The Fear of Boredom

                In today’s modern society, boredom weighs heavily on the lives of many. It has gained the power to take ahold of one’s mind in such a way that may even place one in dangerous positions. Generally perceived with a negative stigma, society is blinded to see boredom’s true potential. Let’s face it; boredom is inevitable. With each passing year, as technology continues to advance in ways unimaginable, humanity progressively loses tolerance for boredom.  We look for more dangerous and thrilling ways to save ourselves from it. Drug and alcohol abuse, performing life-threatening stunts and gambling, all result from the ever so dreaded feeling of boredom. Humans will resort to almost anything in order to avoid that feeling, which naturally will lead one to trouble. Society conditions one’s mind to instinctively run away from boredom as if it acts as an annoying little kid that won’t stop nagging you and won’t leave your side. We are taught from the moment we enter into this fast-paced world that we must work. We pack our schedules so tight in order to avoid moments of boredom. We run around, making ourselves busy to the point of insanity. Studies have shown that this is clearly unhealthy for both the body and the mind. As a human, one needs moments of relaxation, moments with no plans, moments to reflect and ponder over life. Boredom, despite popular views, is a very positive condition. Where would the world of art, music, and creativity in general be without boredom? Let’s explore.

A Day in the Life of a Teenage Girl:

                Take, for example, Melissa, an average teenage girl.  After a long and uneventful day at school, she arrives at home around three o’clock in the afternoon. It’s the end of May, and the weather is beautiful. I’m sure we can all predict where this is headed. She walks inside, tosses her book bag on the floor and slumps down into the couch. Not even five minutes pass before she starts checking her phone every few seconds to see if anything exciting is happening in the lives of others on Facebook or Twitter. This, however, not surprisingly, isn’t satisfying. She looks for the remote and turns the television on to watch How I Met Your Mother. She watches about thirty minutes of that, still not entirely entertained. Naturally, she complains to her parents how bored she is, and that there is never anything to do. We’ve heard it all before and I’m sure we’ve all been guilty of falling into this same trap. She tries calling friends, she tries watching more TV, she looks at her phone, plays games on the computer, and the vicious cycle continues.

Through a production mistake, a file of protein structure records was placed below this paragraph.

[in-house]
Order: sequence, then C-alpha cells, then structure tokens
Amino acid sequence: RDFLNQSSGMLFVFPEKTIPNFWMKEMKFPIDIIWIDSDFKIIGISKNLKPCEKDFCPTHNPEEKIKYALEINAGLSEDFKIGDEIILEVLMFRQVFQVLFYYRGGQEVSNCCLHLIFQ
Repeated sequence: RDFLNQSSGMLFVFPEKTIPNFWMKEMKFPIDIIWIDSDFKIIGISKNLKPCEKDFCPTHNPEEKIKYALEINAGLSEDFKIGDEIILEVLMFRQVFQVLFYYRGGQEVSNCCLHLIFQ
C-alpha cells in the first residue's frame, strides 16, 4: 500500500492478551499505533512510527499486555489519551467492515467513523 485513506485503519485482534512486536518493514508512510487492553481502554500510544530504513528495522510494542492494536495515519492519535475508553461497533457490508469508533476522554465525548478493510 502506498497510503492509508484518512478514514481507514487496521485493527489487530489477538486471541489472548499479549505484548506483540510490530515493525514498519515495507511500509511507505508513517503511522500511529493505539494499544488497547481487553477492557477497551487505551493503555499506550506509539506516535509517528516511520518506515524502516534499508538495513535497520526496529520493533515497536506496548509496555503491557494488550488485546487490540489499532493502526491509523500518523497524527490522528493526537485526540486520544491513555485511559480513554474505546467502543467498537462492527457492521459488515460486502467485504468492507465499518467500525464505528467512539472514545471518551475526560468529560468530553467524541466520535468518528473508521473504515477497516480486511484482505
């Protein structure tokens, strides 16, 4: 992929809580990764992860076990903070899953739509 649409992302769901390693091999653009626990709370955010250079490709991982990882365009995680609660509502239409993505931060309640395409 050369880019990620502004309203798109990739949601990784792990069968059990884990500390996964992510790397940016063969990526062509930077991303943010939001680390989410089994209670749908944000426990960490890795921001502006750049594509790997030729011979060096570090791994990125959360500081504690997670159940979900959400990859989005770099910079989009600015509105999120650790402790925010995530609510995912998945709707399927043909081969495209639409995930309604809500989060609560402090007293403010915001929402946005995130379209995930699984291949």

Stop Searching:

                There a quite a few things we can learn from this familiar story. Let’s first point out that not once in this entire sequence of events did she consider not doing anything as an option. This applies to the majority of the United States, to people of all ages. She desperately seeks a solution to her boredom or lack of activity. A theory I propose is that, the desperate and anxious search for something to do, to cure one’s boredom, only serves to worsen one’s state of boredom.  It also results in frustration, anxiety, and sometimes even depression. Must we constantly be entertained by some form of external stimulation? The role that technology plays to grant immediate gratification may actually be detrimental to one’s mental and social life. I am not proposing that all forms of technology are harmful; I am simply suggesting that the reliance on some appliances to entertain one may be preventing one from reaching one’s full potential. Here is why: when most people find themselves bored, they naturally seek entertainment. However, by distracting their minds with phones, TVs, and computers, they only halt their creative processes. They essentially stop mental activity, which is why in many cases; they further one’s state of boredom.